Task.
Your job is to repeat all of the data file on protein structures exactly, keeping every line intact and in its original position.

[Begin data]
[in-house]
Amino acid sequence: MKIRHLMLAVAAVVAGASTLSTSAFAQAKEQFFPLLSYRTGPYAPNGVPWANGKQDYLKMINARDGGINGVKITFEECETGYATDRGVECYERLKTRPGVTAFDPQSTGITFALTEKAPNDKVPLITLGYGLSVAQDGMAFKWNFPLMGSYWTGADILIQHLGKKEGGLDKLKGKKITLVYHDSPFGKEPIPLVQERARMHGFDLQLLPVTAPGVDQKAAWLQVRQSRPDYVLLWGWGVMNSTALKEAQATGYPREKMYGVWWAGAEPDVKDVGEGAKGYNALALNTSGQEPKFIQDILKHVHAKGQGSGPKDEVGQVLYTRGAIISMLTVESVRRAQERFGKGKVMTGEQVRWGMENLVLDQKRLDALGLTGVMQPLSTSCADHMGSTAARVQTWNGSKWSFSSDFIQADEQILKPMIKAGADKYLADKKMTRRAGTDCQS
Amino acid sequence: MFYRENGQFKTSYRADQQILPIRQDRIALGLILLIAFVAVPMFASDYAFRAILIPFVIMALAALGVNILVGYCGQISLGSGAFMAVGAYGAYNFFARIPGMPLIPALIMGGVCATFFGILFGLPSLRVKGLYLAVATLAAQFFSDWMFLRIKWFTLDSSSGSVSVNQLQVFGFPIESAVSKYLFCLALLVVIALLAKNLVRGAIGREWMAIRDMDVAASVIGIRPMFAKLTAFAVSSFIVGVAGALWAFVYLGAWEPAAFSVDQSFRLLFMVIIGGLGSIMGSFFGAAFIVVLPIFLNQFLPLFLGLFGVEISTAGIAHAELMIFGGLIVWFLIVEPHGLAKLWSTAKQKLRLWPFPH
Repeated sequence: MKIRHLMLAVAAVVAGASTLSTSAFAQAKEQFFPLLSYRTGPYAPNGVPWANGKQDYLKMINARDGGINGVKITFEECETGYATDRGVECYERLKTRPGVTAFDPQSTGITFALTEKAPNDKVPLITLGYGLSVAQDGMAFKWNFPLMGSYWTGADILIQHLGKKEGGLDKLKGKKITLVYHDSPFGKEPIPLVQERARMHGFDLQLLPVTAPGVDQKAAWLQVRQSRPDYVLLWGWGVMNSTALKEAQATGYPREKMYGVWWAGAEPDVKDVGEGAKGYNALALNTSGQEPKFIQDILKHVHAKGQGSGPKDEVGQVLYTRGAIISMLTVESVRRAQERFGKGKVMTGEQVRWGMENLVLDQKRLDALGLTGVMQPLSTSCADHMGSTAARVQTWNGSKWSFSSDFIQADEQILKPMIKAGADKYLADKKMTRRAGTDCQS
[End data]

[in-house]
Amino acid sequence: MKIRHLMLAVAAVVAGASTLSTSAFAQAKEQFFPLLSYRTGPYAPNGVPWANGKQDYLKMINARDGGINGVKITFEECETGYATDRGVECYERLKTRPGVTAFDPQSTGITFALTEKAPNDKVPLITLGYGLSVAQDGMAFKWNFPLMGSYWTGADILIQHLGKKEGGLDKLKGKKITLVYHDSPFGKEPIPLVQERARMHGFDLQLLPVTAPGVDQKAAWLQVRQSRPDYVLLWGWGVMNSTALKEAQATGYPREKMYGVWWAGAEPDVKDVGEGAKGYNALALNTSGQEPKFIQDILKHVHAKGQGSGPKDEVGQVLYTRGAIISMLTVESVRRAQERFGKGKVMTGEQVRWGMENLVLDQKRLDALGLTGVMQPLSTSCADHMGSTAARVQTWNGSKWSFSSDFIQADEQILKPMIKAGADKYLADKKMTRRAGTDCQS
Amino acid sequence: MFYRENGQFKTSYRADQQILPIRQDRIALGLILLIAFVAVPMFASDYAFRAILIPFVIMALAALGVNILVGYCGQISLGSGAFMAVGAYGAYNFFARIPGMPLIPALIMGGVCATFFGILFGLPSLRVKGLYLAVATLAAQFFSDWMFLRIKWFTLDSSSGSVSVNQLQVFGFPIESAVSKYLFCLALLVVIALLAKNLVRGAIGREWMAIRDMDVAASVIGIRPMFAKLTAFAVSSFIVGVAGALWAFVYLGAWEPAAFSVDQSFRLLFMVIIGGLGSIMGSFFGAAFIVVLPIFLNQFLPLFLGLFGVEISTAGIAHAELMIFGGLIVWFLIVEPHGLAKLWSTAKQKLRLWPFPH
Repeated sequence: MKIRHLMLAVAAVVAGASTLSTSAFAQAKEQFFPLLSYRTGPYAPNGVPWANGKQDYLKMINARDGGINGVKITFEECETGYATDRGVECYERLKTRPGVTAFDPQSTGITFALTEKAPNDKVPLITLGYGLSVAQDGMAFKWNFPLMGSYWTGADILIQHLGKKEGGLDKLKGKKITLVYHDSPFGKEPIPLVQERARMHGFDLQLLPVTAPGVDQKAAWLQVRQSRPDYVLLWGWGVMNSTALKEAQATGYPREKMYGVWWAGAEPDVKDVGEGAKGYNALALNTSGQEPKFIQDILKHVHAKGQGSGPKDEVGQVLYTRGAIISMLTVESVRRAQERFGKGKVMTGEQVRWGMENLVLDQKRLDALGLTGVMQPLSTSCADHMGSTAARVQTWNGSKWSFSSDFIQADEQILKPMIKAGADKYLADKKMTRRAGTDCQS